Table of Contents Author Guidelines Submit a Manuscript
Journal of Botany
Volume 2018, Article ID 1978607, 5 pages
https://doi.org/10.1155/2018/1978607
Research Article

Amomum bungoensis: A New Species of Amomum (Zingiberaceae) from Sarawak, Malaysia

Plant Science and Environmental Ecology, Faculty of Resource Science and Technology, UNIMAS, 94300 Kota Samarahan, Sarawak, Malaysia

Correspondence should be addressed to S. Aimi Syazana; moc.liamg@76anazaysimia

Received 9 January 2018; Accepted 16 August 2018; Published 13 September 2018

Academic Editor: Muhammad Iqbal

Copyright © 2018 S. Aimi Syazana et al. This is an open access article distributed under the Creative Commons Attribution License, which permits unrestricted use, distribution, and reproduction in any medium, provided the original work is properly cited.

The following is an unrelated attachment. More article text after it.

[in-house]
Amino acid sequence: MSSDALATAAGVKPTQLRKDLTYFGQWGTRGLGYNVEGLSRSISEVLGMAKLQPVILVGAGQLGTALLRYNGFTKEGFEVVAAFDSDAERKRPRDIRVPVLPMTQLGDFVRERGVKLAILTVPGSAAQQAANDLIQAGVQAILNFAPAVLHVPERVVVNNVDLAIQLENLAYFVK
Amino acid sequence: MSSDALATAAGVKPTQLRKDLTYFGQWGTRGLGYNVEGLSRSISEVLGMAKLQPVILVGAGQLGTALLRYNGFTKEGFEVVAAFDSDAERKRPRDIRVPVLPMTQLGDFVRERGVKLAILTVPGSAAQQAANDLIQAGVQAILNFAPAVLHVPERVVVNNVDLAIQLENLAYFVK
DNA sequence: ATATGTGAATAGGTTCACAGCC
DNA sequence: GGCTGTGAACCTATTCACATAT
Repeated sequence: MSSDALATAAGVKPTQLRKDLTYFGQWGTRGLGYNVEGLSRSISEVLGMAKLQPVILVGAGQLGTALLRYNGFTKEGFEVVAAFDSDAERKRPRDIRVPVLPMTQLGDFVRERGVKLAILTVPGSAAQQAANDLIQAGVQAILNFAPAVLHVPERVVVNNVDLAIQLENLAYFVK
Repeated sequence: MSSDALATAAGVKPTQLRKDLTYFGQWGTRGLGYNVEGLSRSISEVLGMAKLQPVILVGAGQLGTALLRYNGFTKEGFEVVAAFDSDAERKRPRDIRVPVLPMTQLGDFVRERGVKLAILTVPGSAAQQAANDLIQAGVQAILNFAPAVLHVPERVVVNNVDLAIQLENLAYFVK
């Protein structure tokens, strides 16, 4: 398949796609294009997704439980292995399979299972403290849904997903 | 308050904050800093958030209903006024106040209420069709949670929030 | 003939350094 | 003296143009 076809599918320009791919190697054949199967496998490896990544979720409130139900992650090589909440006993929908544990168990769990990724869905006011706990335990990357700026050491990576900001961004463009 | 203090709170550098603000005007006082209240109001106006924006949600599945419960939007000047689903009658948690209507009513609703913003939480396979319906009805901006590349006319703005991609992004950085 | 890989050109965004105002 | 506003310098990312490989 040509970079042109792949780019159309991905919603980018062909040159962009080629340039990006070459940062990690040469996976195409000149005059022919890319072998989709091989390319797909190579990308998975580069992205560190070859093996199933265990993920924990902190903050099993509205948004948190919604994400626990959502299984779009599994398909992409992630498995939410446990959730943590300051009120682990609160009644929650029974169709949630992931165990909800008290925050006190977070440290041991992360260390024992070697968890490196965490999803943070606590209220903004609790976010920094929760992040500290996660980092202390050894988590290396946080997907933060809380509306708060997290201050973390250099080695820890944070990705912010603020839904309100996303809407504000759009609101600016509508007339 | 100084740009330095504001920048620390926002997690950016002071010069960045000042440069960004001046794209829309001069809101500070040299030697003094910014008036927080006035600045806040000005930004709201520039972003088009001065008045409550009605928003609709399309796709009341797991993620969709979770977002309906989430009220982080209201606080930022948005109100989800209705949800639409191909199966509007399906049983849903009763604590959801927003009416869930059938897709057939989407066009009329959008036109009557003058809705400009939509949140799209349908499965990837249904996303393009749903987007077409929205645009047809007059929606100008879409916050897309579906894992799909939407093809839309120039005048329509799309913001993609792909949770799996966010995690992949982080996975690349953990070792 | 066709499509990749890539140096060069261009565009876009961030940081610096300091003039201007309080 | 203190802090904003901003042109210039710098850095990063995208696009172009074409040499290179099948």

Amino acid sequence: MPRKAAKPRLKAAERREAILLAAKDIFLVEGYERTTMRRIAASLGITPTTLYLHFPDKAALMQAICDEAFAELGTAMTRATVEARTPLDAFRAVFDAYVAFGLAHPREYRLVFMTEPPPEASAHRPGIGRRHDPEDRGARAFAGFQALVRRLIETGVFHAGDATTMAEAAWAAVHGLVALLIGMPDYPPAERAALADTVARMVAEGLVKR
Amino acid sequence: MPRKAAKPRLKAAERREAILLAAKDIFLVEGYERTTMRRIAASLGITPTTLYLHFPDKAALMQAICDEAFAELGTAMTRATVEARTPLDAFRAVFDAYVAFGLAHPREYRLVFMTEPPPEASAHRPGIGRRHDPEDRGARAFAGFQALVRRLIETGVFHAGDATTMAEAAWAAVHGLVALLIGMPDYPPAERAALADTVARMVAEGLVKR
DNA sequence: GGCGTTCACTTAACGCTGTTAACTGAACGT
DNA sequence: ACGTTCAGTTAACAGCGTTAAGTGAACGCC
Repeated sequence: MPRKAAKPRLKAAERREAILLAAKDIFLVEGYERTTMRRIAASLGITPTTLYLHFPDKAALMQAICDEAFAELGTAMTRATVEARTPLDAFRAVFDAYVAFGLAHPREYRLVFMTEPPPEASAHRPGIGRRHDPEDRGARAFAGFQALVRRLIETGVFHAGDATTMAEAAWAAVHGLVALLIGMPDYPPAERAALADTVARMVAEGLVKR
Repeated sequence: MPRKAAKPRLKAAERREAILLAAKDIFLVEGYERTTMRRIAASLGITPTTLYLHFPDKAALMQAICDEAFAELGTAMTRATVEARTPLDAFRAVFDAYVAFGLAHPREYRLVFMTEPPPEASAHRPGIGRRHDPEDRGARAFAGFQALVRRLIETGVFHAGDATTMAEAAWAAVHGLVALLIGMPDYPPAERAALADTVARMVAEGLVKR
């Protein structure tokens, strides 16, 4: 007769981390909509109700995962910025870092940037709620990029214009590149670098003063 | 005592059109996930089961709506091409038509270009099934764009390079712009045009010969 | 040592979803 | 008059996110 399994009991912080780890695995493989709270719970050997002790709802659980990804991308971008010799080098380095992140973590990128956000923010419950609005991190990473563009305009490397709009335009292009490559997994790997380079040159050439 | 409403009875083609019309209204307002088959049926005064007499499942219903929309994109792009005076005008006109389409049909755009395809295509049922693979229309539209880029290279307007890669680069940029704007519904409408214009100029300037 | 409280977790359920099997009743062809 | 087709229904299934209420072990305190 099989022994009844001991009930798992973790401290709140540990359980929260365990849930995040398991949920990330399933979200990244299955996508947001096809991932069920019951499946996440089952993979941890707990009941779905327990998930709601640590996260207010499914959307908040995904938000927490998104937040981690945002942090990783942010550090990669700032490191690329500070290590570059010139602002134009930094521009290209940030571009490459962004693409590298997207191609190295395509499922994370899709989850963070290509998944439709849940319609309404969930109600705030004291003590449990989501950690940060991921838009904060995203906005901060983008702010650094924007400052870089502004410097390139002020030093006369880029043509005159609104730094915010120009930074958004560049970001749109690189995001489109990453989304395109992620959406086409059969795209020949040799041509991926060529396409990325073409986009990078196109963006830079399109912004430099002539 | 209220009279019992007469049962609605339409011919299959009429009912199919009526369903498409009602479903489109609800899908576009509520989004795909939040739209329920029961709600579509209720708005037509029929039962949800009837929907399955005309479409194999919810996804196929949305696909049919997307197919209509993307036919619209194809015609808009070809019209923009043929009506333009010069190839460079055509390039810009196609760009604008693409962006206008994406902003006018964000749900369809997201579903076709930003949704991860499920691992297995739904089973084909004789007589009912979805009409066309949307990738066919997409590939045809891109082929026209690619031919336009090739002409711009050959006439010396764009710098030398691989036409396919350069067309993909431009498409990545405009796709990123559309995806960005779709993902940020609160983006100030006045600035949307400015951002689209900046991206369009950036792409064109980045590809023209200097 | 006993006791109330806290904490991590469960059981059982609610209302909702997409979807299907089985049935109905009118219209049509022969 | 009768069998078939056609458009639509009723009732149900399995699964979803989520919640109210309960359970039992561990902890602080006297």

Abstract

A new species of Amomum Roxb. from Sarawak is described. Amomum bungoensis S. Aimi Syazana & Meekiong, sp. nov., shows similarity with A. durum S. Sakai and Nagamasu by having similar fruit characteristics but differs in labellum and anther crest of the flowers. Detailed description and photographs are provided.

1. Introduction

The gingers are widely distributed in the tropic and pan-tropic countries throughout the World, where they are thriving almost in all habitats. Up to date, 53 genera and more than 1377 species have been recorded since 1800s [1, 2]. Genus Amomum is the second largest genus after Alpinia Roxb. which it consists of 150-180 species throughout Southeast Asia [3]. Locally known as “Kapulaga” or “Buah Pelaga”, Amomum is the most valuable and expensive spices after Saffron and Vanilla in the world. This genus is well-known in Indian cuisine (as a flavoring agent) and also for medicinal values ever since ancient times. Sarawak, Malaysia, is very rich with gingers species.